There were few winners on the top tier as the inflation figures for June shocked the market. Traders also had one eye on the worsening Russian diplomatic situation, while several cited general signs of waning confidence.
Only 11 blue chips closed in the black, with Tate & Lyle topping the leaderboard. The sugar group rose 4.9 per cent to 600p after Goldman Sachs upgraded it to a "conviction buy". The US broker backed Tate & Lyle to perform strongly for the rest of the year after a weak first half. The group was also buoyed by market speculation that it will announce a £300m share buy-back at its annual general meeting today. It could also provide an update on its discussions to sell the bulk of its European ingredients assets for £200m.
There was little else to shout about on the FTSE 100, which slumped in early trading after a bout of profit-taking in the US the previous night. Sentiment was not helped by weak trading on the Nikkei, after an earthquake in Japan sent local insurers' share prices spiralling.
The FTSE's decline was compounded by the announcement of higher-than-expected inflation levels in June. The top tier fell as much as 69.6 points after the consumer price index hit 2.4 per cent rather than the expected 2.3 per cent. The retail price index rose to 4.4 per cent, despite predictions it would fall. London rallied on the back of positive trading in the US but still closed down 38.6 points at 6,659.1.
Mining stocks were particularly hit on the back of profit-taking, but most sectors suffered. Some stocks were hit despite positive news flow. Reed Elsevier announced it had agreed to divest the remainder of its troublesome Harcourt Education division. After selling assets to Pearson earlier this year, it agreed yesterday to sell its US Schools Education division to Houghton Mifflin Riverdeep Group for $4bn. Panmure said the news should provide scope for a re-rating of the stock, but it was not enough to prevent it falling19p to 656p.
Hammerson also fell despite selling a 50 per cent interest in WestQuay shopping centre to the Singapore government's investment vehicle for £299m. One market maker said the divestment was a positive step, and, despite the shares falling 18p to 1,344p, it had helped the group outperfom its peers on the day.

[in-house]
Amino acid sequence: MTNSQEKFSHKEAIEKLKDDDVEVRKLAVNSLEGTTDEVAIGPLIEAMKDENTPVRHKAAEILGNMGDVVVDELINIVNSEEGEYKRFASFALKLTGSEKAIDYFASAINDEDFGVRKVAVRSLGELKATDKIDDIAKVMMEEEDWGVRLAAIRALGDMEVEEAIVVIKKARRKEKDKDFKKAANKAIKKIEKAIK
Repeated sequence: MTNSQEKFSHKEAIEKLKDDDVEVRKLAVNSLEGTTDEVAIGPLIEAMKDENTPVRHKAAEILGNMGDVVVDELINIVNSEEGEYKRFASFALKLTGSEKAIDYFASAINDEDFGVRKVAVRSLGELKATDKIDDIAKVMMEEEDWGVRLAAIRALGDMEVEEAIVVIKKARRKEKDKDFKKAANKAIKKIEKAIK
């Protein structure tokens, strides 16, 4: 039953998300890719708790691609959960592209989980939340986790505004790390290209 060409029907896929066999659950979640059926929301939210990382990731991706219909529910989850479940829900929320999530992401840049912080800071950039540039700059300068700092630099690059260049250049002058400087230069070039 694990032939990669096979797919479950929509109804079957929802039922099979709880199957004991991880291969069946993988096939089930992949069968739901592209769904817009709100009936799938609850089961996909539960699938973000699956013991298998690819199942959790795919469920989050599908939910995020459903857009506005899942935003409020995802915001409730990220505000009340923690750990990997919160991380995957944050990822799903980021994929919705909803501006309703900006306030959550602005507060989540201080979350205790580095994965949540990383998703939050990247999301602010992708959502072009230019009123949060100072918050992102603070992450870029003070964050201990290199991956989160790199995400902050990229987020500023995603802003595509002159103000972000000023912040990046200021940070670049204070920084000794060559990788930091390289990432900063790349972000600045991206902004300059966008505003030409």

While the brokers had backed Hammerson, they heaped misery on to Wolseley after Monday's trading statement revealed the weak dollar and problems in the US housing market would hit profits. Deutsche Bank said it could not see a catalyst to help bolster the building materials group, while Citigroup said the update warranted a modest downgrade in expectations.
The medical technology company Gyrus Group was one of the top second-tier risers after a bullish trading update. Gyrus predicted a revenue rise of 11 per cent in its first half results. It closed up 12.5 per cent at 469.75p. N Brown did not fare so well with its update, and closed down 2.75p at 320p. The group reported a 15.8 per cent boost in turnover but added that debts had hit margins. Broker Citigroup said shareholders should consider locking in profits.
Investors were shaken by the news that Informa's chief financial officer would step down at the end of the year. Panmure said Anthony Foye's departure after 20 years would hit the information business, which was a takeover target last year. "Bulls will say this augurs well for a renewed bid. Bears will highlight that Datamonitor has just been completed and the acquisition-driven model could unravel now," it said. The shares closed down 17.5p at 584.5p.
Today marks pharmaceutical company Vectura Group's first day on the main market after moving from AIM. Investors are watching with interest to see whether the move will help turn around the stock's performance. It has fallen 22 per cent in four months.
Traders were surprised that the fallout from the UK's diplomatic spat with Russia has not had a huge impact on the market. Many were expecting London-listed miners with assets in Russia to take a severe hit. This was backed by a report from Ambrian Resources, which said the situation was "hardly good news" for those with exposure to Russia.
Premier Asset Management was one of the high risers on AIM after it agreed to a management buyout that values the company at £43.8m. The move, backed by Electra Investors, sent the share price up 26.7 per cent to 280p. Carter & Carter also continued to claw back losses from Friday.Reuse content